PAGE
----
Gen Z, what we need to know

Gen Z, what we need to know

Gen Y – Gen Z blog post

Today I would like to explore the idea that our approaches in church might need to change in order to connect with young people and that it is necessary. Whenever we talk about different generations in our churches someone throws in the argument that the gospel is timeless. This is true. We have one Gospel given that applies through all times and generations.

At the same time we see even famous Bible characters like Paul adapting his words and approaches to fit with the Greeks and the Romans. We see how most famous missionaries of the last few thousand years lived inside their target cultures or at least adapted their behaviour, words and even language to help people understand.

Maybe it is helpful to think of Generation Z as a foreign culture. Research says that they are. Apparently it is very likely that a 15 year old who lives next door to you has more now in common with a 15 year old in Nairobi, Kenya than with you. This 15 year old is living in a different culture. Let’s think for a moment about some of the key characteristics of their culture and differences to Millennials (those in their 30s to mid 20s) and Gen Xs (those in their 40s to 60s)[1].

The diagram below might be somehow helpful in seeing some of the differences although it’s not showing that some of the Gen Zs are now in the workforce.

Some of the key differences lie in the way Gen Zs see the world. As they have grown up after September 11th and the 07-07 bombings they have been immersed in a world that feels unstable. Whereas Gen X and Gen Y knew peace and prosperity (at least in our Western world) the younger generations are constantly faced with news of terrorism and threats close to home. They get bombarded by messages of danger and fear. This makes them wary, risk-averse and none confrontational. Trust does not come easy and boundaries are not just desirable but encouraged.

At the same time they are globally connected, ‘digital natives’ so someone who never knew a world before mobile smart phones and portable technology. If we remove technology from them or limit access it is similar to amputating a limb for previous generations. The smart gadgets are not just an object or a ‘fantasy-world’, they are as real a part of their lives as sitting with their parents face-to-face at the dinner table and talking about life.

This quote summarises it: There’s definitely a feeling of ‘nakedness’ that comes when you don’t have your phone on you, or when you don’t have access to the internet. Constant access to my smartphone and wi-fi isn’t just preferable, but a necessity for me.”(Tom, 19)[2]

People use negative language such as ‘snowflake generation’ for Gen Zs but this is not helpful. Gen Z’s risk aversion and non-confrontational attitudes together with their lack of ‘truth’ and absolutes means they will accept things but not internalise them easily. They will struggle with absolutes and would sometimes rather lie than upset someone.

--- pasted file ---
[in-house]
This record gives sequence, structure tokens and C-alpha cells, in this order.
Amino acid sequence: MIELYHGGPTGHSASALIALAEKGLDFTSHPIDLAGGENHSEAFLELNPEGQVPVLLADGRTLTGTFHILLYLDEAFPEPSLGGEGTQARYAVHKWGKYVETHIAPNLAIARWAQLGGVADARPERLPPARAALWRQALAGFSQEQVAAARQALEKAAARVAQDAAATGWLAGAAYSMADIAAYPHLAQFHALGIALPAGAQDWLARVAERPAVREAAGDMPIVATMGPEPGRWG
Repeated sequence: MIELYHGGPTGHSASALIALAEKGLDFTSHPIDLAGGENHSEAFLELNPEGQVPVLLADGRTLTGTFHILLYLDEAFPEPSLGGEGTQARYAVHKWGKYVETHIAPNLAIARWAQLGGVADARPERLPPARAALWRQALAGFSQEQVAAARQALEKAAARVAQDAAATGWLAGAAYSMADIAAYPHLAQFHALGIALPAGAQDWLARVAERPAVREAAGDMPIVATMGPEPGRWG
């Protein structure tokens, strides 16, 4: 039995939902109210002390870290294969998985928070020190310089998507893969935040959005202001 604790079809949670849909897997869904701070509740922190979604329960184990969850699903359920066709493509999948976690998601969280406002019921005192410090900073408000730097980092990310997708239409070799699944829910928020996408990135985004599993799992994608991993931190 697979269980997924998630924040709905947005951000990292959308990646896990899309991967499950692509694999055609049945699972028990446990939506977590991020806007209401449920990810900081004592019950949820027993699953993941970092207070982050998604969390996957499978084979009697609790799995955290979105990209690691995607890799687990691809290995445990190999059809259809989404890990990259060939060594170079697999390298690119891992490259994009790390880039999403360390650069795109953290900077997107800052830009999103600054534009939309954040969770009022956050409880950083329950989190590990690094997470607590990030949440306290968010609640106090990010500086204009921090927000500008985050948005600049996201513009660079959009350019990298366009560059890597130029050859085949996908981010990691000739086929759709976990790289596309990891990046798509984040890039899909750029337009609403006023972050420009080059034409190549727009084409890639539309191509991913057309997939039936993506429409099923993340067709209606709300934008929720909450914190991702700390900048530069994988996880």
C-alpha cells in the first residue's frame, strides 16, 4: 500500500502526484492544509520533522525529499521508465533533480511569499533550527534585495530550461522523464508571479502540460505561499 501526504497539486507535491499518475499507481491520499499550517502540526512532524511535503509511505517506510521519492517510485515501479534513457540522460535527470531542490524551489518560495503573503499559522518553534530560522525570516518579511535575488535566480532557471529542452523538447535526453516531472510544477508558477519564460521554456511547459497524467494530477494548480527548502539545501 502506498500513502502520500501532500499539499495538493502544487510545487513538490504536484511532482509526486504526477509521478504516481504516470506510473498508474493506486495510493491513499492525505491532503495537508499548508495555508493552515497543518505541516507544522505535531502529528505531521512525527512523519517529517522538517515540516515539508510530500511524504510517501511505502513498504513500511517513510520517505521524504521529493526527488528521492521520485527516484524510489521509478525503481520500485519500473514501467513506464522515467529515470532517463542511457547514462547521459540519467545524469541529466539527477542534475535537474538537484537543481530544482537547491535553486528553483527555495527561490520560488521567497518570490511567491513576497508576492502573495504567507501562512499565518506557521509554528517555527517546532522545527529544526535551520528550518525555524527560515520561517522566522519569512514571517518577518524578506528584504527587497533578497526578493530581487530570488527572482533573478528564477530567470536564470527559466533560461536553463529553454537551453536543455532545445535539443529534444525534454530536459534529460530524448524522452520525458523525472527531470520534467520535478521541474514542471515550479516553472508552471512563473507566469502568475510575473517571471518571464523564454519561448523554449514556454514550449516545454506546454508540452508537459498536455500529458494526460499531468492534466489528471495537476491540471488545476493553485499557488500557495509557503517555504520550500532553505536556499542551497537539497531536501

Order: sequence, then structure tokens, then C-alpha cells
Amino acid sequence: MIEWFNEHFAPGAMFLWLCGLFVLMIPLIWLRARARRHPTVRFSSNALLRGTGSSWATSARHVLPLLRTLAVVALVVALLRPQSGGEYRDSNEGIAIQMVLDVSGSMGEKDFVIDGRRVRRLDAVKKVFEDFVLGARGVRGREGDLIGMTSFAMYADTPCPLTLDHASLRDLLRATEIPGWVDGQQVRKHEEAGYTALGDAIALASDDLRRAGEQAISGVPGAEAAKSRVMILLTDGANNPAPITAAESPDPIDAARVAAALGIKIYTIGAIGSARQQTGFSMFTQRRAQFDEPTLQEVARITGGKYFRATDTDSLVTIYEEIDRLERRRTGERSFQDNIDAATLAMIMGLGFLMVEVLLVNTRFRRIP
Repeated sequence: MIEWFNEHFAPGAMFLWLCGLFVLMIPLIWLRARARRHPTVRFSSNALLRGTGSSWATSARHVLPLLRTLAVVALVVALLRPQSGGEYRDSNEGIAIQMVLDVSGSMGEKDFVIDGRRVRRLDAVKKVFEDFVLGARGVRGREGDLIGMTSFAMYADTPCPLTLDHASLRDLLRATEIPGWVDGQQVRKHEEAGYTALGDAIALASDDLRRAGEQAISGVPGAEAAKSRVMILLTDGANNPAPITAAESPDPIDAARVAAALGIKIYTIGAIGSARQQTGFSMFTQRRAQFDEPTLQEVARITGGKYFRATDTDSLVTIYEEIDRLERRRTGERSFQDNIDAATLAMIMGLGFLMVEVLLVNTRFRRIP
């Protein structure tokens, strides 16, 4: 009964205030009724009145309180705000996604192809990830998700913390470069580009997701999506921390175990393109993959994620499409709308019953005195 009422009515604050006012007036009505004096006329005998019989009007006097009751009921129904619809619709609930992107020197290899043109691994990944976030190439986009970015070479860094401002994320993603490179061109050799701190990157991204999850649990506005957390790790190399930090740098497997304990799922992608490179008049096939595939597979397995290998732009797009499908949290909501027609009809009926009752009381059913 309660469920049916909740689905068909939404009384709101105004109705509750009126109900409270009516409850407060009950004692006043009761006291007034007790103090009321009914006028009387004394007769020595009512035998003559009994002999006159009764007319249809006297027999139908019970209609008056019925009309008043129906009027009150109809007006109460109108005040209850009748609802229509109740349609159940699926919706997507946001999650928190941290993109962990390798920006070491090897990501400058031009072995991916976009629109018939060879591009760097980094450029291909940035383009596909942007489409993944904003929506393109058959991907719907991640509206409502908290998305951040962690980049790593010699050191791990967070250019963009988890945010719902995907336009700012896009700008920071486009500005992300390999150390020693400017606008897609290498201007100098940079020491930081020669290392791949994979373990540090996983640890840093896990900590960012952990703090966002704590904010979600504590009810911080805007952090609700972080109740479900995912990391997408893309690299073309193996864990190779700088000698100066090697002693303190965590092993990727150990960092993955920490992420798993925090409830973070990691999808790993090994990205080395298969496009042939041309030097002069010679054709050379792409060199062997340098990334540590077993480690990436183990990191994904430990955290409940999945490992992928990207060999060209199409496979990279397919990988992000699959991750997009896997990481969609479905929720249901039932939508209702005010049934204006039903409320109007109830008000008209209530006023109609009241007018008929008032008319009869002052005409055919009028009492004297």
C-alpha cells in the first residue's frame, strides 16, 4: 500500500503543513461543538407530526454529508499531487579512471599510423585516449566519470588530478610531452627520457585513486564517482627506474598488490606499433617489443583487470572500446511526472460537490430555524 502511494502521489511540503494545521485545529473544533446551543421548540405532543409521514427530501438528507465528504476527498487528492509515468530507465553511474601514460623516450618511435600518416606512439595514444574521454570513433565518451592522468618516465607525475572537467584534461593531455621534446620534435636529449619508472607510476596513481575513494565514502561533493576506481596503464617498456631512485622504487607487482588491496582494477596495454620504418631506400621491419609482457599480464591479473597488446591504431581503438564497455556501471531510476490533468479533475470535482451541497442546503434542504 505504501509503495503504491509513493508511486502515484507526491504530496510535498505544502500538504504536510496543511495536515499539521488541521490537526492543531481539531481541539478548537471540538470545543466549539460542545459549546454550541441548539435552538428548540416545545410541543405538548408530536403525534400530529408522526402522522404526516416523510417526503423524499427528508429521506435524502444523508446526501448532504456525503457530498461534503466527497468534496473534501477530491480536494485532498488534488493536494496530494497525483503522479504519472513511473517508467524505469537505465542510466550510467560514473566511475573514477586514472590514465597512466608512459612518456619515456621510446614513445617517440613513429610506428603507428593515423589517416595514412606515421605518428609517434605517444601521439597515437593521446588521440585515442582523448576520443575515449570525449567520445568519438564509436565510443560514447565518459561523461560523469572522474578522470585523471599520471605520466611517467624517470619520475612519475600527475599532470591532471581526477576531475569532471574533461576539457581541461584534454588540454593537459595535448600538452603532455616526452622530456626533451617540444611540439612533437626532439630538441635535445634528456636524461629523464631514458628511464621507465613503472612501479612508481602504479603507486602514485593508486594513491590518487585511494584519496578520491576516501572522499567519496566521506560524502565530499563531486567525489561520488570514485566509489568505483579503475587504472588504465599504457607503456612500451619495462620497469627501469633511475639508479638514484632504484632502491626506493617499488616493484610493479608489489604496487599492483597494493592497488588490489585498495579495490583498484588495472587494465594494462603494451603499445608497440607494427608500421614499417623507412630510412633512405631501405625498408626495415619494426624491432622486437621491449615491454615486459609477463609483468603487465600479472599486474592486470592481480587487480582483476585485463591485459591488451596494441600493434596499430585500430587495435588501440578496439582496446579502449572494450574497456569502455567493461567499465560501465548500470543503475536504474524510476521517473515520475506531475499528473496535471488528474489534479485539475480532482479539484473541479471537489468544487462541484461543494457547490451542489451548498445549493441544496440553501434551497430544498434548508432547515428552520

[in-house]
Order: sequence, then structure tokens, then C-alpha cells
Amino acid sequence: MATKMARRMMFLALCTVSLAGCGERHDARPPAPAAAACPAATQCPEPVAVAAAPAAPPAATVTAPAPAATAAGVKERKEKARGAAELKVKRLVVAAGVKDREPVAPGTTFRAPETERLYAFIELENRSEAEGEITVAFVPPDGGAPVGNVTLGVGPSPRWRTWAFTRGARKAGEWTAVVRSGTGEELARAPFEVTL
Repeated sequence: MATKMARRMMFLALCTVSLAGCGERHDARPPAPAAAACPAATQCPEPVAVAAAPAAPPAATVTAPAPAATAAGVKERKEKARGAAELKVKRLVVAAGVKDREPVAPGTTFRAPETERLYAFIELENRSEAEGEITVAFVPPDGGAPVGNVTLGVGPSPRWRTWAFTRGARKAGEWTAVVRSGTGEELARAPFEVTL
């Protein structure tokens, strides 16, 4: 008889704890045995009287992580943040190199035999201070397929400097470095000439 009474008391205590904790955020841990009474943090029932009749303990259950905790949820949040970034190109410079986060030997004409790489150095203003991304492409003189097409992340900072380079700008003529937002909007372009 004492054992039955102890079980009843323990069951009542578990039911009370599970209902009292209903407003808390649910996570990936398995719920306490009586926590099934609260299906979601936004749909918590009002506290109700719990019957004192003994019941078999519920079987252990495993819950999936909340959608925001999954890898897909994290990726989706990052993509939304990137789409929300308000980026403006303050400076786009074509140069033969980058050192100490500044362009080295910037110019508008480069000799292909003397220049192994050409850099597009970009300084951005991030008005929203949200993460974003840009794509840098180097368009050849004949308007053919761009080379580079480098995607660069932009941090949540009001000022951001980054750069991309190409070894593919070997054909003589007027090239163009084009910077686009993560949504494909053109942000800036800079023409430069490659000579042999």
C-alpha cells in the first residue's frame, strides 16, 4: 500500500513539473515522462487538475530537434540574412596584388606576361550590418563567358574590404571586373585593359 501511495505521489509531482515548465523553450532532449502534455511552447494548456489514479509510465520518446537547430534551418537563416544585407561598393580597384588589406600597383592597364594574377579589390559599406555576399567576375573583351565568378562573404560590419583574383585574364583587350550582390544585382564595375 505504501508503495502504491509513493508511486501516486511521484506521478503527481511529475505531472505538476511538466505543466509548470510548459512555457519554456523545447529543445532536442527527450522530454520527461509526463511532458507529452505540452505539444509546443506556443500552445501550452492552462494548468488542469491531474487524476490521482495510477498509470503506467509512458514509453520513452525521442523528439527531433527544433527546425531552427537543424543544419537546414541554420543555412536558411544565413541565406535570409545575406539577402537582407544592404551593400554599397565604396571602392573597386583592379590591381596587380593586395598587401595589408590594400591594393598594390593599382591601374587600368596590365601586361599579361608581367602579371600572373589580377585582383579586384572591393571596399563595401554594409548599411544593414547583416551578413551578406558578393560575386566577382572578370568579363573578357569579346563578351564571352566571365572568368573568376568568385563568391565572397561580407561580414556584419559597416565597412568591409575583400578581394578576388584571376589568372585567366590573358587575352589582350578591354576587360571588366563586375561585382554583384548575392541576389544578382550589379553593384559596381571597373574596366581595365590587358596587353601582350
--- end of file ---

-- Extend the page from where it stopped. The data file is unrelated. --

Their extreme FOMO (fear of missing out) means they are tempted to check their social media and other connected devices etc. constantly. This can be at times in the middle of the night. The global connectedness means their best friends might live in America or Africa and could be awake and interacting at very different times. All tech companies and marketing and advertising firms are aware of all these factors and behaviours and actively exploit them.

The extreme pressures that come with this connectedness, non-stop communication and information, constant bombardment of targeted news, adverts and nudges mean often more struggles. Tiredness, overload and mental health problems that go hand in hand with this are very common and even expected by the young people. Gen Z’s life goal is happiness and their route to happiness is (generally in this order) Money, Education, Family, Spirituality, Health.

Gen Zs are extremely engaged, passionate about the environment and other ‘causes’. They want to change the world and don’t understand why others might not want to do this. They don’t expect to ever get a job for life and are very fearful that they won’t get a job at all. They are idealistic but also fearful,  as on one side they have been told that ‘the world is their oyster’ and on the other that generally even a university degree will unlikely mean they get a job. They hate the idea of doing things they don’t like and have often been brought up without much boundaries.

Their parents are as likely to be divorced or not present as the opposite. Strong male role models are rarer than in previous generations and the concept of family is very varied and often not a concept at all. Yet they crave connection, community and love authenticity, while at the same time expecting little privacy. They have grown up in a world devoid of borders and expect others to know everything about them.

Many of these ways of thinking and attitudes present challenges but also huge opportunities.

Rather than give a big summary of ideas and biblical concepts that connect I would invite you to read the book of Acts and see how the early church dealt with many similar issues.

I would also suggest that this is something to think about in leadership meetings and to feel free to invite one of our Diocesan Youth Team to do a presentation on this.  They may also be able to offer some training on this. Why not contact us at: ypdp@blackburn.anglican.org or 01254 503419.

[1] Some people use slightly different age ranges

[2] State of the Youth Nation, 2018, question text: “How do you feel without your mobile phone?”, Tom, 19.

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